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'I Wanted To Be That Top Gun Guy': Colorado Pilots Tell How '80s Movie Inspired Their Careers

DENVER (CBS4) – As Paramount Pictures prepares for the release of their new movie, Top Gun Maverick, some local Top Gun graduates are reflecting on how the original movie influenced their career paths. The original Top Gun movie was released 36 years ago in the late 1980s. The movie topped box offices and inspired countless young women and men to pursue a career in aviation.

"When Top Gun popped out, that is what fixed me on going into gold wing profession," said Eric "Kemo" Percival, a graduate of the Top Gun program in the Navy.

Percival was just a student when the original movie was first released.

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(credit: CBS)

"I had never flown before in my life. And I saw that movie all I knew is I wanted to be that Top Gun guy," Percival told CBS4's Dillon Thomas.

Michael Bonner was in flight school when the movie came out. He said the film inspired him to further chase his dreams of becoming a fighter pilot.

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(credit: CBS)

"It definitely amped me up for wanting to fly F-14s," Bonner said.

Both Bonner and Percival successfully chased their dreams, eventually being accepted and graduating from the Navy's Top Gun program. After experiencing the program in real life they are often asked if the movie accurately reflected the real deal.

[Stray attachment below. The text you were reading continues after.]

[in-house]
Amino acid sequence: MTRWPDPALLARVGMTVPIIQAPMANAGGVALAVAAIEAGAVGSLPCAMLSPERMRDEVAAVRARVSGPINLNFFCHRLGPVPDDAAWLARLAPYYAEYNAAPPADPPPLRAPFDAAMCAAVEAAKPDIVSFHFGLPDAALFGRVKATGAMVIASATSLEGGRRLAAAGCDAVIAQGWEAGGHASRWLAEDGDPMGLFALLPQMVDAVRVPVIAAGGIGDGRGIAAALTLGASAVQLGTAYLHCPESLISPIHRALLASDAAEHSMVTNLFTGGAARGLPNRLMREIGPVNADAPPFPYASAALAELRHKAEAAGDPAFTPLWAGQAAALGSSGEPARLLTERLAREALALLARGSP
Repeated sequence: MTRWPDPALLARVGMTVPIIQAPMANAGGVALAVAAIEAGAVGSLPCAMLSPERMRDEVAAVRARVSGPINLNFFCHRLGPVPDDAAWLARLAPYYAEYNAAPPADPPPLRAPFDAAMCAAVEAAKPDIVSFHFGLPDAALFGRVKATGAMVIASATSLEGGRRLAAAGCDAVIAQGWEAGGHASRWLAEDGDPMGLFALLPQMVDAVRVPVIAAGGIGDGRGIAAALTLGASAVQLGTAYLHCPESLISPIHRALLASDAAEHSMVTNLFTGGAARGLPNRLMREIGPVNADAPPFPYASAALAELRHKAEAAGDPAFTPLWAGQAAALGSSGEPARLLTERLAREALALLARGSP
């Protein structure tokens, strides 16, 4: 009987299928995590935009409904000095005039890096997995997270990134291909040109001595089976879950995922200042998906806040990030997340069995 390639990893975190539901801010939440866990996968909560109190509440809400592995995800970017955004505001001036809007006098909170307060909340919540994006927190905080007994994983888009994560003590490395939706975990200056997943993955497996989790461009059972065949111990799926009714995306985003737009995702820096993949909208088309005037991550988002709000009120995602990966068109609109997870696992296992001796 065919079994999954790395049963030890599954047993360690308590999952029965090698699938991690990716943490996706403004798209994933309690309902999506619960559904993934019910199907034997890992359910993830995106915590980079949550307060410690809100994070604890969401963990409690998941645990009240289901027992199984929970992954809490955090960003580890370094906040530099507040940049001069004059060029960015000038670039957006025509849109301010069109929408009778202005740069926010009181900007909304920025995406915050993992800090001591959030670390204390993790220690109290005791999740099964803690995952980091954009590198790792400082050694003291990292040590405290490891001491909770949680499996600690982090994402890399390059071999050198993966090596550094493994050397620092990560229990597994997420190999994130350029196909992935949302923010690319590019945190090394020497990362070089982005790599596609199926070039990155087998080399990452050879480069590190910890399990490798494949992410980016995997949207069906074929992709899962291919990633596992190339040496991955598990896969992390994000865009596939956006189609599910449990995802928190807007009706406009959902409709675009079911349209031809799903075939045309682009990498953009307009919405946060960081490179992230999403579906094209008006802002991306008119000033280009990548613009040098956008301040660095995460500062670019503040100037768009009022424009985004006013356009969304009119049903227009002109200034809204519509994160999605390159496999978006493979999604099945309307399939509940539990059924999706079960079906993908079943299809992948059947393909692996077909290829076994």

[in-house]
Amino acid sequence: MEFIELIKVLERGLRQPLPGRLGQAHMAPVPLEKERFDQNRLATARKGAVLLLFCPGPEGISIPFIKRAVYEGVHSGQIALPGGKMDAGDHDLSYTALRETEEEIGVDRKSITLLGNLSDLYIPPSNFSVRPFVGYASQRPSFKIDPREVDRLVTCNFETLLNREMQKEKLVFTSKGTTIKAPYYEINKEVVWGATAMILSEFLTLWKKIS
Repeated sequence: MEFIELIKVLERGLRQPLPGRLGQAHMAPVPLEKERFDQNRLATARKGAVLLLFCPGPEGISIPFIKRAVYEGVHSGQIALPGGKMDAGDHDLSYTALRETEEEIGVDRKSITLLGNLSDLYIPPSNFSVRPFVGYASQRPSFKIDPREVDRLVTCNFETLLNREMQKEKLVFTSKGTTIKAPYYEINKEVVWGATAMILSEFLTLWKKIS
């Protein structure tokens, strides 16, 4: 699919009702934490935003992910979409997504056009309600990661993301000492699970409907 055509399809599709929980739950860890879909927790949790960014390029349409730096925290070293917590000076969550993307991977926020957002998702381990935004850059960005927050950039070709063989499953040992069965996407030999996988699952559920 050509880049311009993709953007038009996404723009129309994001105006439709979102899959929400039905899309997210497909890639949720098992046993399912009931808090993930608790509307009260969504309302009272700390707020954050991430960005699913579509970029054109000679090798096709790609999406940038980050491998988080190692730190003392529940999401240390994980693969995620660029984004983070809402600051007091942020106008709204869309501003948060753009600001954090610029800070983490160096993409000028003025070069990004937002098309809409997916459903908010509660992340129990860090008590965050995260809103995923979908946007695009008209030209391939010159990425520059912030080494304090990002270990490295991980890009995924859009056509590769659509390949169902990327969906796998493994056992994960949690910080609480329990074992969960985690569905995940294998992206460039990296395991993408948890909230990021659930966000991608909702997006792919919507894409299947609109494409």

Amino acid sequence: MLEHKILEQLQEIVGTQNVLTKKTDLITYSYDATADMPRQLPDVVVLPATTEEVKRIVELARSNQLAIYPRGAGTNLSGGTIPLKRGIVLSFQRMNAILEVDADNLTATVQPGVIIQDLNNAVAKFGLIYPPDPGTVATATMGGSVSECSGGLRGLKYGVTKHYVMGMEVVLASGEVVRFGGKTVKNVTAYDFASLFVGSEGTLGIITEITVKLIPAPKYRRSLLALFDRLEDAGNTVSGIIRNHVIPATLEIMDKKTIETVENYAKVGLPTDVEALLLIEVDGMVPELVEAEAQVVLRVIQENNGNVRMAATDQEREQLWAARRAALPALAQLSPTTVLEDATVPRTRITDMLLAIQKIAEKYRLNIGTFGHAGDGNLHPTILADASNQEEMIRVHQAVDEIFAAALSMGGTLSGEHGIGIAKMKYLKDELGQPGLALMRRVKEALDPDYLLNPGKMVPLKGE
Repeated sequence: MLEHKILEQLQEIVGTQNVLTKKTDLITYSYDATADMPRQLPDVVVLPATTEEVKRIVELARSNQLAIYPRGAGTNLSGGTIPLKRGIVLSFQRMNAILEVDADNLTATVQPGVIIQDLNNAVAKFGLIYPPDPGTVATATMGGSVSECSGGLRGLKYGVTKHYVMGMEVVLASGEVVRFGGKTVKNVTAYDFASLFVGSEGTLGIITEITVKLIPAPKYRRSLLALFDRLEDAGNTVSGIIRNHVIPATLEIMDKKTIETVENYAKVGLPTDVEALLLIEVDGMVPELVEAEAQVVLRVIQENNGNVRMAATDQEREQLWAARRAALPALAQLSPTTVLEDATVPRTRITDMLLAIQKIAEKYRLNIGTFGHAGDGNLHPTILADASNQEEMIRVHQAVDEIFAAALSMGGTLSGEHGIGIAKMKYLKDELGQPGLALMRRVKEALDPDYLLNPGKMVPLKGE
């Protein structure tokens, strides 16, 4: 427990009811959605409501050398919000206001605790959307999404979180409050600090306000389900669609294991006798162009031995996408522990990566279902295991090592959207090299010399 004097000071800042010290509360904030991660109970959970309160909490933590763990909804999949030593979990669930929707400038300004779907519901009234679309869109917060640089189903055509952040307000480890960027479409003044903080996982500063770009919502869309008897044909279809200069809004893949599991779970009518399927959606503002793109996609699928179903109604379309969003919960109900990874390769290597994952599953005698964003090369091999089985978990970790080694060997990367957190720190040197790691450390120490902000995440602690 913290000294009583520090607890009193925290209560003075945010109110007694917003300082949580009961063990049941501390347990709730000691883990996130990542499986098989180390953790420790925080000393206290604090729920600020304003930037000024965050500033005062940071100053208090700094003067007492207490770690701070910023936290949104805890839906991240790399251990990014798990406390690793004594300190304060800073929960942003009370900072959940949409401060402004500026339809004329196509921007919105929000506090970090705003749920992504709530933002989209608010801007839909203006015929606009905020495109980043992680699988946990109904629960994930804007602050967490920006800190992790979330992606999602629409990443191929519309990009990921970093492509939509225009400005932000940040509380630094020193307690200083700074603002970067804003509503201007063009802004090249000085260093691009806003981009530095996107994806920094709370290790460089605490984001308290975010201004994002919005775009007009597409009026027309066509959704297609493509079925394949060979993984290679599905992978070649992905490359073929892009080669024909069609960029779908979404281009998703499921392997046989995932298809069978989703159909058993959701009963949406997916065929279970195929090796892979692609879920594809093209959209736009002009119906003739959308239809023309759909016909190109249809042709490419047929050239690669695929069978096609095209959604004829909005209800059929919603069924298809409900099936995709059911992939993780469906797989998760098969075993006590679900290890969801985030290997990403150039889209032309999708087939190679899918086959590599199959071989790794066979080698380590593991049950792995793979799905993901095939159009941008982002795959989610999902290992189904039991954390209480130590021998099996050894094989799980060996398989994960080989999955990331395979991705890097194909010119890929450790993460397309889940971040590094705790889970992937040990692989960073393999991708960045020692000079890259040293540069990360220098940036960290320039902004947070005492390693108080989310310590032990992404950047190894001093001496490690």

"Yes, it is similar. It is not the full extent of flying the airplane, dogfighting and doing the fighter mission. But, the original Top Gun movie was pretty close," Bonner said.

Both Bonner and Percival, respectfully known as "Thumper" and "Kemo Sabe" during their times as fighter pilots, are now captains with United Airlines. Both said the airline has hired multiple Top Gun graduates, underscoring the company's commitment to employing the best of the best when it comes to the flight deck.

"Those decision-making tools we learned translate directly into what we do here," Percival said.

"You're always trying to have the perfect flight. So, you are trying to do that in a Cessna 172, an F-14, or an Airbus A320," Bonner said.

Both pilots noted that their natural instincts to chase and achieve impressive maneuvers come to mind when they are flying commercial aircraft. While they cannot act on them as they may have been able to while in Top Gun, they said it is easy to let the memories come back while in the skies.

"It always sticks with you. That is why I am looking forward to the new movie. Hopefully, it will be fun," Percival said.

Now that the new Maverick movie is set to hit the big screen, both Bonner and Percival said they were greatly anticipating seeing how the producers at SKYDANCE and Paramount Pictures put a modern twist on the new film. Paramount Pictures is owned and operated under the same parent company as CBS Denver.

"The level of quality of the filming is second to none. I think the flying scenes, for me, are what I am looking forward to seeing," Percival said.

There is currently a national shortage of pilots. Much like what happened after the first Top Gun movie was released, those CBS4 spoke with said they hoped this new movie will encourage the next generation of pilots to 'Fly the Friendly Skies.'


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